remarkable, when taken in connection with the In the spring of 1848, through the kindness of known fact that Washington had a temper of trethe Hon. E. C. Benedict, I enjoyed—and this mendous force, over which it was his greatest word applies most forcibly—an interview with triumph to have achieved a mastery, and which Mr. Gallatin, which I cannot but remember as one must have been constantly an impetus to sudden of the most interesting of my life. He looked the determination. beau ideal of a venerable statesman, and not merely He said Washington had not colloquial power; in his personal appearance, but in all that sur- indeed, in the sense in which that word is usually rounded him, there was the accompaniment, the taken, he was not a man of great talent. He garniture of the scholar. The room in which he could be very interesting in the private circles of sat was capacious, and all about him was graceful, home; but these instances of familiar and reministasteful, and in unison with study. There were cent converse occur but seldom. It was a theme books grouped and arranged, not us if to be seen, of much congratulation to the painter Stuart, that but as if placed by the hand of one who had them he had caught the expression of Washington's face in every hour use. The ornaments of his apart in such a moment, and that this constituted the ment were the picture and the bust--and these of charm and the fidelity of his portrait. pencilling and sculpturing indicating the true artist. Mr. Gallatin said he had seen most of the great

And in the midst of these, the pleasant compan.) men of his age, in this land and on the European

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continent. Washington was the only one whose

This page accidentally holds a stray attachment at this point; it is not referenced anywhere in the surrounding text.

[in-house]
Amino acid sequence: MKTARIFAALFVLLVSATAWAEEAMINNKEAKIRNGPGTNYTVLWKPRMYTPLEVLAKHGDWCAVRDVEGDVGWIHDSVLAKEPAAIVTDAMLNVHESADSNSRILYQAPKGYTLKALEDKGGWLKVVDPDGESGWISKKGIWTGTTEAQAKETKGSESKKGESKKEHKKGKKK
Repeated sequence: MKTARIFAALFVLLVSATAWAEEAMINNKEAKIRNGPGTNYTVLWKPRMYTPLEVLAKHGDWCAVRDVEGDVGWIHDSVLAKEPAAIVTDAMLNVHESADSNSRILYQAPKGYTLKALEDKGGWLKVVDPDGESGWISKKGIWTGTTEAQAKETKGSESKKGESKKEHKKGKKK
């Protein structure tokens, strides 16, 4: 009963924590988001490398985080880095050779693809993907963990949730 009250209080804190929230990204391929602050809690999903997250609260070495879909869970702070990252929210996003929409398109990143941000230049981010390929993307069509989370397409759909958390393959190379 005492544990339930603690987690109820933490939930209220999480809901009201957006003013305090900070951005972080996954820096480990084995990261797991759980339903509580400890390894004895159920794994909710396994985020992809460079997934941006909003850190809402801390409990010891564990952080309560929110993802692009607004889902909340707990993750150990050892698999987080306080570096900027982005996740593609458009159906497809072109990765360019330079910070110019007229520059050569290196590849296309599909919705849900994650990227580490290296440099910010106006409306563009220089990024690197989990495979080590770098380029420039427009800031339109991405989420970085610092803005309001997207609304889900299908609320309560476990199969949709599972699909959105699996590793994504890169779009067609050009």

(Correspondence of the Britannia.) presence inspired fear. He kept everybody at a

Paris, 4 Oct. distance, and had a reserve of manner amounting EXTRAORDINARY interest has been created here almost to stiffness and awkwardness. He had not by a theatrical scandal, The managers of the the manner which would be designated popular or Théâtre de la Porte St. Martin-a playhouse on fascinating. It was of the “ born to command” a level with the London Surrey or Victoria—had school ; very dignified, but incapable of familiarity. the sublime impudence to make their playwrights He kept everybody at a distance ; and, indeed, Mr. dress up the Pope--the real, identical Pope of G. said, that he believed Washington never loved our days, Pius IX., late of Rome, now in exilebut one man in his life, and that was Lafayette. and make him figure in his own name of Mastai He did not willingly bear to be opposed or contra- as the hero of a melodramatic spectacle. There dicted.

was the holy man making love, tippling brandy, If by any chance any of your readers should and uttering oaths, as a soldier-the popular berecollect an article written by myself for your col- lief being (mistakenly, however) that he served umns some time since, on the Houdon statue of in the army in his youth ; then we had him Washington, suggested by the examination of the episcopal robes, quoting texts of Scripture, preachcopy in the Athenæuin at Boston, they may recol- ing, exhorting, and giving his blessing as Bishop lect how completely all these opinions of Mr. G. of Imola; then he swaggered before us as cardinal, are verified by the look and expression of that and we heard him shouting about liberty, independstatue of which John Marshall said, it was the ence, and all other standing topics of reform meetmost perfect resemblance that man could make of ings and radical newspapers ; then he came out as

Pope with tiara and gorgeous robes, and a train of Illustrious in Washington's character was his cardinals, and the whole population kneeling before great love of justice. It was almost overstrained, hin; next we had the worthy man making political so rigid was he in respect do all its phases, so over concessions to his people-in return for which the nice in all that concerned punctuality, that. he (Mr. people sent him to the right about ; then we were G.) declined the offer which Washington made him introduced to the excellent M. Mazzini, who talked of the agency of his Pennsylvania lands, lest he oh! such balderdash ; and to the valiant “General” might in some unintentional manner offend or dis- Garibaldi, who, if he is at all like the lout who obey him.